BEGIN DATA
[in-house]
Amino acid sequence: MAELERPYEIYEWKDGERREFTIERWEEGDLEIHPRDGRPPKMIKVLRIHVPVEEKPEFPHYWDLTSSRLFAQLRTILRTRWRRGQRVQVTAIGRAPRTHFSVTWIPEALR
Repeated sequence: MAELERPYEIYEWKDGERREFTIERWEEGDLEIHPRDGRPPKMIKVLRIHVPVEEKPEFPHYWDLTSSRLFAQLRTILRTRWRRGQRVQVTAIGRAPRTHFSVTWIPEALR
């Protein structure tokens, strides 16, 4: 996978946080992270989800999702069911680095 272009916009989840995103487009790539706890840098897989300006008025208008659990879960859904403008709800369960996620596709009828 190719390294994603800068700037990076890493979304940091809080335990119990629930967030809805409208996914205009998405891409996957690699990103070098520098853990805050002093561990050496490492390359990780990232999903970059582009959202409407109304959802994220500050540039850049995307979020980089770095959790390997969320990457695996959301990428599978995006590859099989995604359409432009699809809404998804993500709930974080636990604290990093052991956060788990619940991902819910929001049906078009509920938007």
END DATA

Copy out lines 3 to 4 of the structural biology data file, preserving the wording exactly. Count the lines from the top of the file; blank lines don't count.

Repeated sequence: MAELERPYEIYEWKDGERREFTIERWEEGDLEIHPRDGRPPKMIKVLRIHVPVEEKPEFPHYWDLTSSRLFAQLRTILRTRWRRGQRVQVTAIGRAPRTHFSVTWIPEALR
């Protein structure tokens, strides 16, 4: 996978946080992270989800999702069911680095 272009916009989840995103487009790539706890840098897989300006008025208008659990879960859904403008709800369960996620596709009828 190719390294994603800068700037990076890493979304940091809080335990119990629930967030809805409208996914205009998405891409996957690699990103070098520098853990805050002093561990050496490492390359990780990232999903970059582009959202409407109304959802994220500050540039850049995307979020980089770095959790390997969320990457695996959301990428599978995006590859099989995604359409432009699809809404998804993500709930974080636990604290990093052991956060788990619940991902819910929001049906078009509920938007």